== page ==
The Australian dollar is sitting at the .7435 cents level this morning after falling below the .74 cents mark overnight.
“That’s a solid bounce for the Aussie and the bias re
mains for higher levels,” said Greg McKenna, chief market strategist at CFD and FX provider AxiTrader.
But according to McKenna, while the charts suggest a higher Aussie dollar, it is worth noting that the local currency doesn’t usually do very well in this type of environment.
“What I mean is that in an environment where volatility is spiking, risk appetite is falling, and traders and investors are getting closer to home when it comes to total risk in the market, that’s not a conducive environment for the Aussie to push higher,” he added.
He pointed out that the Aussie’s role among investors and traders’ portfolio is usually pared back when risk goes off.
“It’s one of the reasons why the Aussie often falls in market crisis situations,” McKenna said.
At the moment, he said it’s not just worrying about global growth or the increase in uncertainty that is weighing on the Aussie dollar.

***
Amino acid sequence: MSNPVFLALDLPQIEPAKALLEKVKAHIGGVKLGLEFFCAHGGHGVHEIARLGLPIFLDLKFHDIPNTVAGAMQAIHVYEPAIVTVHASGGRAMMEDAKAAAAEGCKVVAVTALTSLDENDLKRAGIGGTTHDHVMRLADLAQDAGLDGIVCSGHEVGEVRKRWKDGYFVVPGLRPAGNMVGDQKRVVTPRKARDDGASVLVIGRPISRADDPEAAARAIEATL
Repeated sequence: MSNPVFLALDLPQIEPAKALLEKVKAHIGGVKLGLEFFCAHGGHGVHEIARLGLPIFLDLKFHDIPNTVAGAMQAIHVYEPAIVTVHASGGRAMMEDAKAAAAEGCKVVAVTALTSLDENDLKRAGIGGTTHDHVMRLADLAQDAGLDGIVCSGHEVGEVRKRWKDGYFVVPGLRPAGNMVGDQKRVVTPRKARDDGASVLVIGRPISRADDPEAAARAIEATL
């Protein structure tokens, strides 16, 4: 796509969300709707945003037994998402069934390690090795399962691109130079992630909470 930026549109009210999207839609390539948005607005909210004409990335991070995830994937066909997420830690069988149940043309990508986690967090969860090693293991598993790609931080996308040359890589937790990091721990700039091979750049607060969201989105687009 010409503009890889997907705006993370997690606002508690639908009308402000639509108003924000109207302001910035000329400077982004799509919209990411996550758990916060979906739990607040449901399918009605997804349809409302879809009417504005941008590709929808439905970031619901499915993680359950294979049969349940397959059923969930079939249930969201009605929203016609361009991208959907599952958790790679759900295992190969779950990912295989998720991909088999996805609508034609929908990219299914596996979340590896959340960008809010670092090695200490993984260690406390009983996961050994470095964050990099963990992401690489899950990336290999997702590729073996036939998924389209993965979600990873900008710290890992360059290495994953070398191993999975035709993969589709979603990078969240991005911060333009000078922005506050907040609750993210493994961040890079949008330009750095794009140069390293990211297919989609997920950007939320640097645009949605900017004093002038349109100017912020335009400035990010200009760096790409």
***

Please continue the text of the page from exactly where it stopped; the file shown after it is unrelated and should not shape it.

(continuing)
“What we have now is simply positioning adjustment from big discretionary money managers as they become a little more cautious and exit trades,” McKenna said.
He also said that with the focus on the US amid the political upheaval, stock markets as well as the forex markets are feeling the rush as investors flock to perceived safe havens such as gold, the Japanese Yen, the Swiss franc, the Euro and bonds.
According to McKenna, “The US dollar came under intense selling pressure against the Euro, Yen, and Swiss franc over the past couple of days as the maelstrom around the US president and questions about Russia ties intensified.”
“While there is still the possibility of the Aussie getting some lifts as all other currencies gain versus the US dollar, on its own, the Aussie may find it hard to push higher,” McKenna said.
Today, traders will be keeping an eye on the April labour data due for release this morning.
“The market is looking for a tiny rise of just 5,000 jobs with the unemployment rate of 5.9%. But, given the volatility of this series, there is a high chance that we get a number that is potentially very different from expectations,” McKenna said.
Looking at some technical factors, he said the .7445 level is the short-term range for the Aussie to push higher.
“Naturally, that will either cap or give way after employment. But a solid result would see the Aussie head toward 0.7485/0.7500,” he said.”
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